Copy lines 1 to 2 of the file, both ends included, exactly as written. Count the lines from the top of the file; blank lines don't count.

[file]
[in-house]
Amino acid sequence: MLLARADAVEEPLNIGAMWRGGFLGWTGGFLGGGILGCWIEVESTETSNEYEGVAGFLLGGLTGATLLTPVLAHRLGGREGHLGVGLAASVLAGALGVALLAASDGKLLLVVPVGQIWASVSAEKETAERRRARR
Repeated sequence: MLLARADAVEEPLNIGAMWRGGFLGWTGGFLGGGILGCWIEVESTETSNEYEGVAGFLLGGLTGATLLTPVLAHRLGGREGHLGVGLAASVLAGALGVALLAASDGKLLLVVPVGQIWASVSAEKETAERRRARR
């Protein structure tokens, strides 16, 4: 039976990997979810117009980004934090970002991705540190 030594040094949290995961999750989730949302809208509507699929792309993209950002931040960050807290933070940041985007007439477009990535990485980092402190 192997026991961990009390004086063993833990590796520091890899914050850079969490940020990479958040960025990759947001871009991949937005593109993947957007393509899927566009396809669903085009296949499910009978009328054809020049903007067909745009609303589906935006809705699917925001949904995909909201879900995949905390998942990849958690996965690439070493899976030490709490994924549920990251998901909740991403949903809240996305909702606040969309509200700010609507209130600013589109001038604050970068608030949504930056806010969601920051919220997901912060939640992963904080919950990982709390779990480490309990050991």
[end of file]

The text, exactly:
[in-house]
Amino acid sequence: MLLARADAVEEPLNIGAMWRGGFLGWTGGFLGGGILGCWIEVESTETSNEYEGVAGFLLGGLTGATLLTPVLAHRLGGREGHLGVGLAASVLAGALGVALLAASDGKLLLVVPVGQIWASVSAEKETAERRRARR